Paul Evans works a crowd at the Flyers' football game with help from East St. Louis Mayor Carl Officer (right).
A Republican trolling for votes in a city where 96 percent of the predominantly black residents normally pick a straight Democratic ticket may seem like a lost cause.
But with the help of East St. Louis Mayor Carl Officer -- a popular independent Democrat on the outs with the county party apparatus -- circuit judge candidate Paul Evans is hoping to garner about 25 percent of the city's vote in the November general election.
Evans, an O'Fallon attorney, is looking for an upset victory over opponent St. Clair County Circuit Judge Lloyd Cueto, a Democrat.
In order to win the county wide election, political observers believe that Evans needs between 2,000 and 3,000 votes in East St. Louis.
No stranger to controversy, the fourth non-consecutive term mayor is accustomed to bucking tradition.
In 2004, his unabashed endorsement of Republican Steve Reeb for St. Clair County Board Chairman netted 2,120 votes--the most ever in East St. Louis for a Republican candidate.
Officer, who said he prefers to be a "big fish" in a small political pond, will seek another term as mayor in 2007. He acknowledged he may face retribution for endorsing Evans, but is not bothered.
"I support Paul because he has character and integrity," Officer said. That, he said, is something that is "learned at home by age 5."
Officer, who attracted unflattering national media attention during his first tenure as a young mayor, today holds a mature and optimistic vision for developing transportation, agriculture and tourism opportunities in East St. Louis. To a large extent, his goals depend on a cooperative county government -- an Evans win could help turn the tide in a county that for decades has been under Democratic Party rule.
Since taking Evans under his wing, Officer has shored up support from his city's church leaders and energized a loyal volunteer base.
During halftime at an East St. Louis Flyers' home football game on Friday, Officer boldly weaved through a crowd of tail gaters on the north side of the stadium -- Evans at his side -- picking up votes from the "die hards."
After the game, he rounded up a few more at a local bar where a few Democratic precinct committeemen happened to be.
Reminiscing at the M&M Lounge, Officer fondly recalled mentors Alan Dixon, Mel Price and Paul Simon. He scoffed at the kind of politics that keeps the city from prospering and voiced contempt for corruption.
He also said that he has no ax to grind with Evans' opponent, Circuit Judge Lloyd Cueto.
During Officer's earlier tenure as mayor, attorney Amiel Cueto, Lloyd Cueto's brother, for a time took ownership of East St. Louis City Hall because the city could not afford to pay a judgment awarded to the family of a prisoner beaten in jail.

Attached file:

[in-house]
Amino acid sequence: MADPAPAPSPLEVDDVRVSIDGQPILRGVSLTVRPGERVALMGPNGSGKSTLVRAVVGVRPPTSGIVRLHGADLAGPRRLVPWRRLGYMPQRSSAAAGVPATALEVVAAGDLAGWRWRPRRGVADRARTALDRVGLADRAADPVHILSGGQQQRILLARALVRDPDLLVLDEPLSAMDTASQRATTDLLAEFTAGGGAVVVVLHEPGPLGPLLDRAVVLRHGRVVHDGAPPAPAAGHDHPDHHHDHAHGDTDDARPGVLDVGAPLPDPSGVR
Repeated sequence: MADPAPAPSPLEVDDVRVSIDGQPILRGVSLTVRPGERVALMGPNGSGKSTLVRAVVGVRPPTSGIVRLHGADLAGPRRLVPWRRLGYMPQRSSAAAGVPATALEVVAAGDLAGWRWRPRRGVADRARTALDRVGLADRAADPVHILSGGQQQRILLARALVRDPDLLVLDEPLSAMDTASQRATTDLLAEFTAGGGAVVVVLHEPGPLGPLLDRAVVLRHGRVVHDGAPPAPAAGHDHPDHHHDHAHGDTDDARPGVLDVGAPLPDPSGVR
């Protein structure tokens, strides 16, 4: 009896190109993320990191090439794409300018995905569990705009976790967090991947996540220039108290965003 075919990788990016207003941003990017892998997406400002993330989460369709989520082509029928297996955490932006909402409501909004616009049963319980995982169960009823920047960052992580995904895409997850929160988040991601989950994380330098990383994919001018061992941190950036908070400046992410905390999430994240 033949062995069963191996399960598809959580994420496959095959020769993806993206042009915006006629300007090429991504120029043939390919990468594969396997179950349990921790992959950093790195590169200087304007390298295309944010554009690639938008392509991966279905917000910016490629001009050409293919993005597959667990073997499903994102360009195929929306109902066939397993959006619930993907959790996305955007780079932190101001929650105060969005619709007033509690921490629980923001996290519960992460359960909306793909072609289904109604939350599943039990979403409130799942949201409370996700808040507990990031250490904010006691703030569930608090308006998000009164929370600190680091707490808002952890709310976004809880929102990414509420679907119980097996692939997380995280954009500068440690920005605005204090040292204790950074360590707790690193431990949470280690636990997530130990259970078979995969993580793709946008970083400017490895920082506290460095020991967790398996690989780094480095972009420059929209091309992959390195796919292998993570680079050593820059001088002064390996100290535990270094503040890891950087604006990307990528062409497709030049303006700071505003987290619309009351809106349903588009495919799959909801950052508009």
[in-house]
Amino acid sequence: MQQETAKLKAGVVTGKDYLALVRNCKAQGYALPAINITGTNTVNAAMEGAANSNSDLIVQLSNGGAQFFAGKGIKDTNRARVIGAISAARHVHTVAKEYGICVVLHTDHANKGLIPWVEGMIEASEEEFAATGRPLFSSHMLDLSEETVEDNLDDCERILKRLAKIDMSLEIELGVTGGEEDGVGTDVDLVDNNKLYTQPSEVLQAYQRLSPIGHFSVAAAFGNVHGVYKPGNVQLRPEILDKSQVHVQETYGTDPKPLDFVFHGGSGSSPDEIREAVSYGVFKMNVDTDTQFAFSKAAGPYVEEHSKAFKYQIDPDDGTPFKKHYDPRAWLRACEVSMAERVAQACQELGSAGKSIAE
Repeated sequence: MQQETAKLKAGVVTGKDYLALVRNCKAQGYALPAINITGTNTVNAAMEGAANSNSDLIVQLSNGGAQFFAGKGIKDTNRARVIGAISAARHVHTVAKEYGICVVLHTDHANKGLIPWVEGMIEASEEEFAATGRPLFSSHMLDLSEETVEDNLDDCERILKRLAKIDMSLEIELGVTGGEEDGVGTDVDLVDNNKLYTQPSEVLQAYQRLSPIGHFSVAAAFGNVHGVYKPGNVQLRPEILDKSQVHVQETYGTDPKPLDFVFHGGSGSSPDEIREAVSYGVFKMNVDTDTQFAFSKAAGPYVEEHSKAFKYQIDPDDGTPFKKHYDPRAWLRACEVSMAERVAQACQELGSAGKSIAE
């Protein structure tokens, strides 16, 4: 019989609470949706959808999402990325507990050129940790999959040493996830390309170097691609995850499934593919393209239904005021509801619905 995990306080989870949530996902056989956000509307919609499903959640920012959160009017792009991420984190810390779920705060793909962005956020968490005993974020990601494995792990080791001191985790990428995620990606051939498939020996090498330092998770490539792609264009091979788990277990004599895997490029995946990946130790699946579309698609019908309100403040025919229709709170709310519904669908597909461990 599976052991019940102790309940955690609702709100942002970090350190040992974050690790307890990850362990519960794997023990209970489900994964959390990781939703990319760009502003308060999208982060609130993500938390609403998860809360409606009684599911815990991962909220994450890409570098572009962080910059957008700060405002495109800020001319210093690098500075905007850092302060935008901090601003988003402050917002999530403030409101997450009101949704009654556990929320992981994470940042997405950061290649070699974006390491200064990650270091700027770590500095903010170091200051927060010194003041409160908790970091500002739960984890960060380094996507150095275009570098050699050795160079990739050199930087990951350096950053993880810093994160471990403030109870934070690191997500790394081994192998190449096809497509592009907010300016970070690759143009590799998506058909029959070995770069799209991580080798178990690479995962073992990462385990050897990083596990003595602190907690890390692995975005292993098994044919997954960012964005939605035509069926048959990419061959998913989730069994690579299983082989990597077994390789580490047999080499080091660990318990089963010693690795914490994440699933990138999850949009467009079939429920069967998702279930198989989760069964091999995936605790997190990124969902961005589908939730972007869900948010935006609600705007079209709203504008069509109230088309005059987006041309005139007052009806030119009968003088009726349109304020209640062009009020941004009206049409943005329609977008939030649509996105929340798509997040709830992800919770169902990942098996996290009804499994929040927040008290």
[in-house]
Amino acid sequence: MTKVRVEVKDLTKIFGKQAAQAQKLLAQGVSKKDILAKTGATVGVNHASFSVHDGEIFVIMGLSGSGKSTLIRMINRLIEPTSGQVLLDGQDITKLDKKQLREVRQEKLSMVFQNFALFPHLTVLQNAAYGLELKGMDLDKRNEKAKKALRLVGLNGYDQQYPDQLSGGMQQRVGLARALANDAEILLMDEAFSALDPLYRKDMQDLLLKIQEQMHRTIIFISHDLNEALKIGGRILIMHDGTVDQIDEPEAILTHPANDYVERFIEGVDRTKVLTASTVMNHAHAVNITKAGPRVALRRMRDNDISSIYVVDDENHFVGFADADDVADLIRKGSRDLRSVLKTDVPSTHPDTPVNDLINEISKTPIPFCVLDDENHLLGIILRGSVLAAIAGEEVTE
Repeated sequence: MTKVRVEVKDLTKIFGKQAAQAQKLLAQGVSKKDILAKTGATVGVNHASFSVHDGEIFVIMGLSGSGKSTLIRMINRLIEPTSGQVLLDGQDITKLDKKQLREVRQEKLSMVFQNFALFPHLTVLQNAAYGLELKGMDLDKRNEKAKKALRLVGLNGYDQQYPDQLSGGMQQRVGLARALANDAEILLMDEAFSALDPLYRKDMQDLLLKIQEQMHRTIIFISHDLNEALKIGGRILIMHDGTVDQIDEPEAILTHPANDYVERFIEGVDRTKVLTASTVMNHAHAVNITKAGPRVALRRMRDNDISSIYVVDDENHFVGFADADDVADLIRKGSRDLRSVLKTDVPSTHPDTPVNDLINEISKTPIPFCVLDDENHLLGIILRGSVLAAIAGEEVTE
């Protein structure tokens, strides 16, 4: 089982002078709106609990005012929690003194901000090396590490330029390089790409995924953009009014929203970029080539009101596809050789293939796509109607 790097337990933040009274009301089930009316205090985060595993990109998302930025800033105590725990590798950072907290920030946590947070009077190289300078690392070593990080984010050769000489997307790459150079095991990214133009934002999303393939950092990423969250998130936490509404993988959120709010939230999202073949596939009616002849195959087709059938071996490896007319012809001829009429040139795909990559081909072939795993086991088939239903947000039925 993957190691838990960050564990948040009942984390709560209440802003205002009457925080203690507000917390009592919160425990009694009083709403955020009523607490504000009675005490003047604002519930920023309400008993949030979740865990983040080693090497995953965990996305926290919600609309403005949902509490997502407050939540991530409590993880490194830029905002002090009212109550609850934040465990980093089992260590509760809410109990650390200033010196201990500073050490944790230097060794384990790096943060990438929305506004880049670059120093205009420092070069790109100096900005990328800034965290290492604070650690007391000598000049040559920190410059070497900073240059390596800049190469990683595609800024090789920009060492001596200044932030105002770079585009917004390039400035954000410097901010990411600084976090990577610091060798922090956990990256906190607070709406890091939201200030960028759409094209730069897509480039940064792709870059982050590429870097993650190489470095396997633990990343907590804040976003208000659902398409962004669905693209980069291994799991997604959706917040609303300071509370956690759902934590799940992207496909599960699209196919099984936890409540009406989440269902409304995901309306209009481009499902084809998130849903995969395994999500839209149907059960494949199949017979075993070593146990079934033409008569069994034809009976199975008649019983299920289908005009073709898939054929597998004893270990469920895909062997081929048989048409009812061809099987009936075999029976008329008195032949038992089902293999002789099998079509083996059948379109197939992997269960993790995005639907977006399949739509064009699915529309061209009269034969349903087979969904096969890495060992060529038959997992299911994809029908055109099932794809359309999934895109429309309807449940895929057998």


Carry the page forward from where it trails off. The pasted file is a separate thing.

The person responsible for arranging the Officer-Evans alliance is Ray Coleman, a former Canteen Township Trustee and Clerk, and "survivor" of what he calls a political firing from a state job.
Coleman, who currently acts as Officer's political director, said he he'd like to see the "vicious cycle" of corruption end in the city where he was raised and feels compelled to "give something back."
He believes he has a responsibility to stand up to wrong-doing, such as voter intimidation. "I am not afraid of human beings," he said, "only God."
"There is an unwritten rule that corruption is allowed in East St. Louis to keep the Democratic machine in place," Coleman said. "If you want to make something out of yourself just become corrupt then they have you in a drawer."
"We are conservative people," he said. "We don't want the likes of Charlie Powell in office. We want better."
Powell, the former East St. Louis Democratic Party Chairman, was convicted of vote fraud by a federal jury last year.
Coleman said Officer's support for Evans is "huge."
"We want fair elections," he said. "We want independent jurists who judge cases on merits, not judges controlled by the machine."
A 20-year veteran of the Illinois Department of Natural Resources, Coleman ran against St. Clair County Democrat power broker Sam Flood for 12th Congressional State Central Committeeman in 2004. Flood later dropped out of the race and was replaced by Congressman Jerry Costello, who easily won.
Coleman was out of a job by January 2005, replaced by Sam Flood's son, Scott Flood.
After the general election in 2004, Coleman established a non partisan political action committee, Leadership 21, which supports a "fair and balanced government that's transparent and provides voter education."
Coleman rejects party labels, saying that both the Democrat and Republican parties in St. Clair County are out of touch with rank and file voters.
He said Leadership 21 is in its infancy, but is not a gimmick.
"There is a gap between campaigning and governing," Coleman said. "We want to watch (elected officials) to see they are governing the way they campaigned."